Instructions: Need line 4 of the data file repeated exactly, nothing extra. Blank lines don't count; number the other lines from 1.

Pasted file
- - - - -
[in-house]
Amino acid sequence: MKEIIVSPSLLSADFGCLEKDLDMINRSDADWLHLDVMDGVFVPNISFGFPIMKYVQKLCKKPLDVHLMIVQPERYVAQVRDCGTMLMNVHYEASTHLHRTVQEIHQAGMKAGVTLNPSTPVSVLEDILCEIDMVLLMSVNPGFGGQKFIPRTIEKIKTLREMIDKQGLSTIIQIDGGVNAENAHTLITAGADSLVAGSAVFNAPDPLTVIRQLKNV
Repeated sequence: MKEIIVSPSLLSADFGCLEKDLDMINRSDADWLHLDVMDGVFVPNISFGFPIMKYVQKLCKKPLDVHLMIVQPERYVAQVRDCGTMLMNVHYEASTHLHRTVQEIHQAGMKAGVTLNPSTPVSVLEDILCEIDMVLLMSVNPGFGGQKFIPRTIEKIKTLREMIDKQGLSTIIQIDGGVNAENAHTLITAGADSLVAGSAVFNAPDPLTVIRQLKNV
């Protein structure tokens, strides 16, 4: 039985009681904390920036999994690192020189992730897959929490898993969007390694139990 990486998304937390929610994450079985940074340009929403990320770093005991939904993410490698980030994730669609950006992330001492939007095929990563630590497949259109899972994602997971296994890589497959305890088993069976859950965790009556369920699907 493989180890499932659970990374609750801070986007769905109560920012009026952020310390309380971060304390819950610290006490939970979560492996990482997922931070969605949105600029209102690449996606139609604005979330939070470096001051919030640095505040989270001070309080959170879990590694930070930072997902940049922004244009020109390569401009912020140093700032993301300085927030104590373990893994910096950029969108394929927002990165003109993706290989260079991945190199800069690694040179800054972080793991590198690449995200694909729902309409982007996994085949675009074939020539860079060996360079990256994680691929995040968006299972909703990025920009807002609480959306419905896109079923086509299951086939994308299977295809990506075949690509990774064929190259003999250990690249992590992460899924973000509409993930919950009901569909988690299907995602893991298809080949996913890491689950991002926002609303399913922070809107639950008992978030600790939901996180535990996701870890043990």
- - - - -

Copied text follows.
């Protein structure tokens, strides 16, 4: 039985009681904390920036999994690192020189992730897959929490898993969007390694139990 990486998304937390929610994450079985940074340009929403990320770093005991939904993410490698980030994730669609950006992330001492939007095929990563630590497949259109899972994602997971296994890589497959305890088993069976859950965790009556369920699907 493989180890499932659970990374609750801070986007769905109560920012009026952020310390309380971060304390819950610290006490939970979560492996990482997922931070969605949105600029209102690449996606139609604005979330939070470096001051919030640095505040989270001070309080959170879990590694930070930072997902940049922004244009020109390569401009912020140093700032993301300085927030104590373990893994910096950029969108394929927002990165003109993706290989260079991945190199800069690694040179800054972080793991590198690449995200694909729902309409982007996994085949675009074939020539860079060996360079990256994680691929995040968006299972909703990025920009807002609480959306419905896109079923086509299951086939994308299977295809990506075949690509990774064929190259003999250990690249992590992460899924973000509409993930919950009901569909988690299907995602893991298809080949996913890491689950991002926002609303399913922070809107639950008992978030600790939901996180535990996701870890043990």